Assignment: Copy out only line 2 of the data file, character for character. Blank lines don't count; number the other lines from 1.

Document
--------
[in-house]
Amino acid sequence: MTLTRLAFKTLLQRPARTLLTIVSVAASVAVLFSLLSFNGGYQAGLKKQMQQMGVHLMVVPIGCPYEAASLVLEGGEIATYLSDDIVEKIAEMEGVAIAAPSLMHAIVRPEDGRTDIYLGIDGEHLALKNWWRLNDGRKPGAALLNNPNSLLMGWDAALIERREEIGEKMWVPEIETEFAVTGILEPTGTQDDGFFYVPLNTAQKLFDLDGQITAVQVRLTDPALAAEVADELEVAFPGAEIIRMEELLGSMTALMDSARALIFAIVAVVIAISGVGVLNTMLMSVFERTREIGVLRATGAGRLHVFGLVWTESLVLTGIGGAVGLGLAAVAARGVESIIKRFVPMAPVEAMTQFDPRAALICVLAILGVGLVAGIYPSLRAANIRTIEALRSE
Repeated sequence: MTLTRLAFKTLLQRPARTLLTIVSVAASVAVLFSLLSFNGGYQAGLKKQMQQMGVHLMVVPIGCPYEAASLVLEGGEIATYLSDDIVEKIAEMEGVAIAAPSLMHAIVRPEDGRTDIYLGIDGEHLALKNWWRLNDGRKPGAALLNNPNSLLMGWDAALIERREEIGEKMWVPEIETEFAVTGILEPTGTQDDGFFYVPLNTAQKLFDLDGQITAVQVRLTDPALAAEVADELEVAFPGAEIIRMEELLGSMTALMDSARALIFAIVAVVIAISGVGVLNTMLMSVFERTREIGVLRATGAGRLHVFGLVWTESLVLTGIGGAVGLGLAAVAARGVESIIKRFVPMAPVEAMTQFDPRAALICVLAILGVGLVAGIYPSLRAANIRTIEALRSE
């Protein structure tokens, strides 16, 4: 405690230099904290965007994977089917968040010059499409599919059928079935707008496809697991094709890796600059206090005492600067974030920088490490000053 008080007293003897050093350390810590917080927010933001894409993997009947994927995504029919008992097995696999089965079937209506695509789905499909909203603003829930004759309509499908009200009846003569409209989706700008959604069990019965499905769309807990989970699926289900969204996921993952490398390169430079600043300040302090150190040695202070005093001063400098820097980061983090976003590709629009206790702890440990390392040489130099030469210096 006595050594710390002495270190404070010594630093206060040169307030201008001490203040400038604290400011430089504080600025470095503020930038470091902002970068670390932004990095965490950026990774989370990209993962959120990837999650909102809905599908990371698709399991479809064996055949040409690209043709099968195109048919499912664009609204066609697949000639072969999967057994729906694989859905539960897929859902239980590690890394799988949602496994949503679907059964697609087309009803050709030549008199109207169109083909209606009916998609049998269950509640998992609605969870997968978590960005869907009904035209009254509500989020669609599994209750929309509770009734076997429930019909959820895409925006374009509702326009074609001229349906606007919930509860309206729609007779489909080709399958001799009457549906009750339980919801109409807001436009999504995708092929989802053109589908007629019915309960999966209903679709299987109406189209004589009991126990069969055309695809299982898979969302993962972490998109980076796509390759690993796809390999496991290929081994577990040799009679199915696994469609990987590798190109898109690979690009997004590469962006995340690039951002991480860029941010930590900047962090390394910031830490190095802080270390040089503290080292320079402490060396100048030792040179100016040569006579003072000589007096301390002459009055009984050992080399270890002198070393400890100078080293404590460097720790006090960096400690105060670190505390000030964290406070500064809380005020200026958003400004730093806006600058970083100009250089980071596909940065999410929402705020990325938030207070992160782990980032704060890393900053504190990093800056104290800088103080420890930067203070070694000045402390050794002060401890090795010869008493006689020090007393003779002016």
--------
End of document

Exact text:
Amino acid sequence: MTLTRLAFKTLLQRPARTLLTIVSVAASVAVLFSLLSFNGGYQAGLKKQMQQMGVHLMVVPIGCPYEAASLVLEGGEIATYLSDDIVEKIAEMEGVAIAAPSLMHAIVRPEDGRTDIYLGIDGEHLALKNWWRLNDGRKPGAALLNNPNSLLMGWDAALIERREEIGEKMWVPEIETEFAVTGILEPTGTQDDGFFYVPLNTAQKLFDLDGQITAVQVRLTDPALAAEVADELEVAFPGAEIIRMEELLGSMTALMDSARALIFAIVAVVIAISGVGVLNTMLMSVFERTREIGVLRATGAGRLHVFGLVWTESLVLTGIGGAVGLGLAAVAARGVESIIKRFVPMAPVEAMTQFDPRAALICVLAILGVGLVAGIYPSLRAANIRTIEALRSE